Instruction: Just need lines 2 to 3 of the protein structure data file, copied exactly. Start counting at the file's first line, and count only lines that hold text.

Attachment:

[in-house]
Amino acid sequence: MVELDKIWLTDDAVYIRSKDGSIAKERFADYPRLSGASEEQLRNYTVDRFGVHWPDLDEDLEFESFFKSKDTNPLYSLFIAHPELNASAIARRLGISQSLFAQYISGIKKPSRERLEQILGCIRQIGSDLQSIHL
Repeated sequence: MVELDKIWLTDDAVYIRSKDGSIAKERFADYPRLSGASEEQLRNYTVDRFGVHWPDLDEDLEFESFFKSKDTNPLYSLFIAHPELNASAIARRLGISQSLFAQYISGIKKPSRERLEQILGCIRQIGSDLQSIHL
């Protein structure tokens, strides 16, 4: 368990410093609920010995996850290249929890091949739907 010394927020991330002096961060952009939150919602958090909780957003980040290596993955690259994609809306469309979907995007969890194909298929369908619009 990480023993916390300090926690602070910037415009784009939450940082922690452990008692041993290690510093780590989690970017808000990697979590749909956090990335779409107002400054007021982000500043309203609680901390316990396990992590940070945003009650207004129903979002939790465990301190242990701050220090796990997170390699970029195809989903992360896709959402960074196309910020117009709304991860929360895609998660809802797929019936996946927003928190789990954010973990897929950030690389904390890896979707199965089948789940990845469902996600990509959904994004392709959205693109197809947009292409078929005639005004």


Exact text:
Amino acid sequence: MVELDKIWLTDDAVYIRSKDGSIAKERFADYPRLSGASEEQLRNYTVDRFGVHWPDLDEDLEFESFFKSKDTNPLYSLFIAHPELNASAIARRLGISQSLFAQYISGIKKPSRERLEQILGCIRQIGSDLQSIHL
Repeated sequence: MVELDKIWLTDDAVYIRSKDGSIAKERFADYPRLSGASEEQLRNYTVDRFGVHWPDLDEDLEFESFFKSKDTNPLYSLFIAHPELNASAIARRLGISQSLFAQYISGIKKPSRERLEQILGCIRQIGSDLQSIHL